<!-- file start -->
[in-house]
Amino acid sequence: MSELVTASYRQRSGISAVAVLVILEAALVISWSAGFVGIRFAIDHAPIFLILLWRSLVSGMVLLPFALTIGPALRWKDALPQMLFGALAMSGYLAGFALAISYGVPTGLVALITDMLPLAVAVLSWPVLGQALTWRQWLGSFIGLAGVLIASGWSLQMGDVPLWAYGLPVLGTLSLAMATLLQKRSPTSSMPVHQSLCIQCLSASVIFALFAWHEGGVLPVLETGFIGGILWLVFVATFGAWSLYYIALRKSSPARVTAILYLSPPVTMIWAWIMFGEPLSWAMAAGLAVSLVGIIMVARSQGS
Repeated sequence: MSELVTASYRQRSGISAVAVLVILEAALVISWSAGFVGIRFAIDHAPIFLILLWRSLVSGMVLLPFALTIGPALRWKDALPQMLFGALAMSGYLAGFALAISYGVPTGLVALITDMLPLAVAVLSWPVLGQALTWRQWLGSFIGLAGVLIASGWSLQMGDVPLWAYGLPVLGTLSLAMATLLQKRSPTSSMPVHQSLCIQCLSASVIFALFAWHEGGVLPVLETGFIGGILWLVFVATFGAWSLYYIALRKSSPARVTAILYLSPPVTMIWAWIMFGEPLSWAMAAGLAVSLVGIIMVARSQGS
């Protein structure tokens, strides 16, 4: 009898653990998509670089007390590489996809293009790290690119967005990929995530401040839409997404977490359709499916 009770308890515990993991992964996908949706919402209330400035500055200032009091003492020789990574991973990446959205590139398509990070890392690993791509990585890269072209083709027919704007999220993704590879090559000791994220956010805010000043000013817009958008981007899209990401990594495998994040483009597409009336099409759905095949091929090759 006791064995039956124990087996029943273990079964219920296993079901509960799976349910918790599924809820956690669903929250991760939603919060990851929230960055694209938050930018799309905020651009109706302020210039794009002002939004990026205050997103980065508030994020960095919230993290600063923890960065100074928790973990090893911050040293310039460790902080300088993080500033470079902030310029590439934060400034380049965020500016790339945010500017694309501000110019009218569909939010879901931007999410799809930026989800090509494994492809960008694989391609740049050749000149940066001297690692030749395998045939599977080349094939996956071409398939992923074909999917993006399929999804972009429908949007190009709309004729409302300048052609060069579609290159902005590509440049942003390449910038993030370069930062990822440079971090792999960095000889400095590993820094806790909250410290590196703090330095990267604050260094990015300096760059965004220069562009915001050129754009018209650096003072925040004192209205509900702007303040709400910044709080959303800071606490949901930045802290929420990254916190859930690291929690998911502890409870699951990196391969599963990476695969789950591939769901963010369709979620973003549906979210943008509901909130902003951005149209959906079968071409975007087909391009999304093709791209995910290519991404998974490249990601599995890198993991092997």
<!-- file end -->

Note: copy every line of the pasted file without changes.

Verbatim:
[in-house]
Amino acid sequence: MSELVTASYRQRSGISAVAVLVILEAALVISWSAGFVGIRFAIDHAPIFLILLWRSLVSGMVLLPFALTIGPALRWKDALPQMLFGALAMSGYLAGFALAISYGVPTGLVALITDMLPLAVAVLSWPVLGQALTWRQWLGSFIGLAGVLIASGWSLQMGDVPLWAYGLPVLGTLSLAMATLLQKRSPTSSMPVHQSLCIQCLSASVIFALFAWHEGGVLPVLETGFIGGILWLVFVATFGAWSLYYIALRKSSPARVTAILYLSPPVTMIWAWIMFGEPLSWAMAAGLAVSLVGIIMVARSQGS
Repeated sequence: MSELVTASYRQRSGISAVAVLVILEAALVISWSAGFVGIRFAIDHAPIFLILLWRSLVSGMVLLPFALTIGPALRWKDALPQMLFGALAMSGYLAGFALAISYGVPTGLVALITDMLPLAVAVLSWPVLGQALTWRQWLGSFIGLAGVLIASGWSLQMGDVPLWAYGLPVLGTLSLAMATLLQKRSPTSSMPVHQSLCIQCLSASVIFALFAWHEGGVLPVLETGFIGGILWLVFVATFGAWSLYYIALRKSSPARVTAILYLSPPVTMIWAWIMFGEPLSWAMAAGLAVSLVGIIMVARSQGS
């Protein structure tokens, strides 16, 4: 009898653990998509670089007390590489996809293009790290690119967005990929995530401040839409997404977490359709499916 009770308890515990993991992964996908949706919402209330400035500055200032009091003492020789990574991973990446959205590139398509990070890392690993791509990585890269072209083709027919704007999220993704590879090559000791994220956010805010000043000013817009958008981007899209990401990594495998994040483009597409009336099409759905095949091929090759 006791064995039956124990087996029943273990079964219920296993079901509960799976349910918790599924809820956690669903929250991760939603919060990851929230960055694209938050930018799309905020651009109706302020210039794009002002939004990026205050997103980065508030994020960095919230993290600063923890960065100074928790973990090893911050040293310039460790902080300088993080500033470079902030310029590439934060400034380049965020500016790339945010500017694309501000110019009218569909939010879901931007999410799809930026989800090509494994492809960008694989391609740049050749000149940066001297690692030749395998045939599977080349094939996956071409398939992923074909999917993006399929999804972009429908949007190009709309004729409302300048052609060069579609290159902005590509440049942003390449910038993030370069930062990822440079971090792999960095000889400095590993820094806790909250410290590196703090330095990267604050260094990015300096760059965004220069562009915001050129754009018209650096003072925040004192209205509900702007303040709400910044709080959303800071606490949901930045802290929420990254916190859930690291929690998911502890409870699951990196391969599963990476695969789950591939769901963010369709979620973003549906979210943008509901909130902003951005149209959906079968071409975007087909391009999304093709791209995910290519991404998974490249990601599995890198993991092997």